Knott's Berry Farm in Buena Park, Calif. will have one less attraction at its annual Halloween event this year after mental health advocates complained about a virtual reality attraction.
Fear VR was a new haunted house ride at Knott’s Scary Farm event featuring a storyline about a possessed patient running around a mental institution. Park visitors were strapped into chairs and moved through the attraction wearing VR headsets.
The hospital-themed attraction, which opened Thursday Sept. 22, was originally named Fear VR 5150, numbers for the official state code used to authorize the detention of a person who may be suffering from a mental disorder that causes an individual to be considered a danger to others or himself or herself.
On its website, Knott’s warns that attractions at the Halloween event contain “extremely adult material” and while there is no minimum age requirement, the “event is recommended for mature audiences only and not recommended for children under 13.”
Immediately after its debut, the ride was criticized by several mental health advocates for its portrayal of mental illness.
Kay Warren, the wife of Saddleback pastor Rick Warren, told the OC Register that the attraction's original name struck a nerve because her son, who committed suicide in 2013, was “held on a 5150” several times. On the ride’s opening day, the park announced that it would drop the “5150” from the attraction’s name.
But many other California residents continued to speak out against the ride's portrayal of people suffering from mental illness.
Los Angeles resident Julia Robinson Shimizu penned an open letter about Knott’s to an L.A. Times editor.
“Knott’s Berry Farm is horrifying because it demonizes people with mental illness,” wrote Shimizu of Los “Shame on Knott’s Berry Farm and on Los Angeles Times for presenting illness as entertainment. People with mental illness are our loved ones and yours…. People with mental illness are statistically more likely to be a victim of a crime than to commit a crime.
The ride stayed open through the weekend but after numerous complaints continued, Knott’s (which is owned by amusement giant Cedar Fair) announced that it would shutter the Fear VR attraction entirely.
The park sent a statement about the decision to the L.A. Times: “Over the past week we have heard from a number of people expressing their concern that one of our temporary, Halloween attractions — Fear VR — is hurtful to those who suffer from mental illnesses. Contrary to some traditional and social media accounts, the attraction’s story and presentation were never intended to portray mental illness. As it is impossible to address both concerns and misconceptions in the Halloween timeframe, at this time we have decided to close the attraction.”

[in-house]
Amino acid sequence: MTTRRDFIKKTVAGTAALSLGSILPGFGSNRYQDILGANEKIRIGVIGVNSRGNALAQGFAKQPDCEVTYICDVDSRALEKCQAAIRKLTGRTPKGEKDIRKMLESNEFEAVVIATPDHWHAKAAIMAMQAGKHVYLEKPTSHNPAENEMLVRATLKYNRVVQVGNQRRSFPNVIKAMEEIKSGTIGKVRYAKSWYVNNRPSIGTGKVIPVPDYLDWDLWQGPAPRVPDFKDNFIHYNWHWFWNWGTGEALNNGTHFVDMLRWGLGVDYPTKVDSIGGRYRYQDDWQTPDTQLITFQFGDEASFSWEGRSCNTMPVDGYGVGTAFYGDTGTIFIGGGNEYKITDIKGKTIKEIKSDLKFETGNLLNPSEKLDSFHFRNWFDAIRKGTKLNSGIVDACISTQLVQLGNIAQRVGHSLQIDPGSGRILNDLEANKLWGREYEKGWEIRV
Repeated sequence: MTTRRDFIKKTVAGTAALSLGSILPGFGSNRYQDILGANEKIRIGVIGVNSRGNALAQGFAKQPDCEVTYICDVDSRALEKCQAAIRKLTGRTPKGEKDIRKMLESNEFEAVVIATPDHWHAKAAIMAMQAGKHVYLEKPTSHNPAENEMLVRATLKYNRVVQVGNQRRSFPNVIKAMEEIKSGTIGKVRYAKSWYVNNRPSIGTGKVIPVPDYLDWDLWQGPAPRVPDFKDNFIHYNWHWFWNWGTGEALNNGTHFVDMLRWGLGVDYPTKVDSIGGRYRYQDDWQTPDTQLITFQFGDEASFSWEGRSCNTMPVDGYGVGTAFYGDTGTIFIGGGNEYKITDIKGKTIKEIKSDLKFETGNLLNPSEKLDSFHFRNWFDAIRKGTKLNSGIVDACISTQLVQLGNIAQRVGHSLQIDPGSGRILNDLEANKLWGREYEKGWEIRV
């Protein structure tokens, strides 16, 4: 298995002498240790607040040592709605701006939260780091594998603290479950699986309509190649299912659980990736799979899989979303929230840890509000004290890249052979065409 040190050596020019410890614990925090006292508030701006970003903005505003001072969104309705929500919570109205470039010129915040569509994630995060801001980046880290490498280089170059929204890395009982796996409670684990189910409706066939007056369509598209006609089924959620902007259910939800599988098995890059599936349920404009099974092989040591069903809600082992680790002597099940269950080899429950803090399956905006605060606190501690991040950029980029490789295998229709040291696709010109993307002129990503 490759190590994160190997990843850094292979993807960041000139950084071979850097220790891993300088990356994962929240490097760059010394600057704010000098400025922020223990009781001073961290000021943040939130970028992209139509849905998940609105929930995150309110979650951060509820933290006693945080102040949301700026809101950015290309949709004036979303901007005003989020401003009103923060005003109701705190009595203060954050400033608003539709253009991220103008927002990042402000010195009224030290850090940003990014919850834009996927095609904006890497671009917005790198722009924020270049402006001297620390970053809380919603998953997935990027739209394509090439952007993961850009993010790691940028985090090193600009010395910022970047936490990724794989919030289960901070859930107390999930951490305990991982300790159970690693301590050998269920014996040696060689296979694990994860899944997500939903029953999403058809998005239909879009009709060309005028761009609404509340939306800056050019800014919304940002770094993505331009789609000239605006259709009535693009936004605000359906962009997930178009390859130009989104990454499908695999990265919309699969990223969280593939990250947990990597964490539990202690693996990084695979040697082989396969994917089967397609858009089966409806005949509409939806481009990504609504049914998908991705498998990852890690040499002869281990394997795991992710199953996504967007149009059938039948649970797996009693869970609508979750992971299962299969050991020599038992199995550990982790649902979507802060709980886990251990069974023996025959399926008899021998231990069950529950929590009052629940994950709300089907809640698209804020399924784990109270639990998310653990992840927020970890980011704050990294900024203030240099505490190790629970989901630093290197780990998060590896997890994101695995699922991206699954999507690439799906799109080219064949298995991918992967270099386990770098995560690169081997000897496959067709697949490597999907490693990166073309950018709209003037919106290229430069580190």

California’s Great America in Santa Clara, Calif. and Wonderland park in Toronto, Canada (both owned by Cedar Fair) also cancelled the featured attraction at their Halloween events in the wake of the controversy.
Mental health advocates praised the decision. "I feel good about what happened here," John Leyerle, president of the National Alliance on Mental Illness Orange County, told the OC Register. "Thankfully, this attraction will no longer further mental health stigma. By closing this ride down, they've moved things away from a negative place.”
But Knott’s Scary Farm, which has been held at the theme park every year 1973, isn’t cheap. Nightly tickets cost $40 and many thrill seekers have started to criticize the park’s decision to close the VR-enhanced haunted house.
If you think a Knott's Scary Farm attraction isn't "sensitive enough" for you then don't go. Don't force your sensitivity onto others.— Tim Cayem (@timcayem) September 28, 2016
@knotts I'm sorry that people complained about the vr 5150. When I attend Scary Farm I expect to be scared. I went on 9/23 and had a blast.— T deadhead4life(✌⚡) (@Trissia) September 28, 2016
On Wednesday night, thousands signed a petition asking the park to re-open the ride.
"It is a haunted amusement park, the things that exist in it are meant to terrify and disturb you, this is what people sign on for when they go to the park," reads the Change.org page. It continues, "Closing the attraction is not going to help advocate the increase of knowledge on the subject either. People are still going to be afraid of what they do not understand in regards to mental illness."
The park states that there are no ticket refunds for the event.
Representatives for Knott's Berry Farm and Cedar Fair were not immediately available for comment.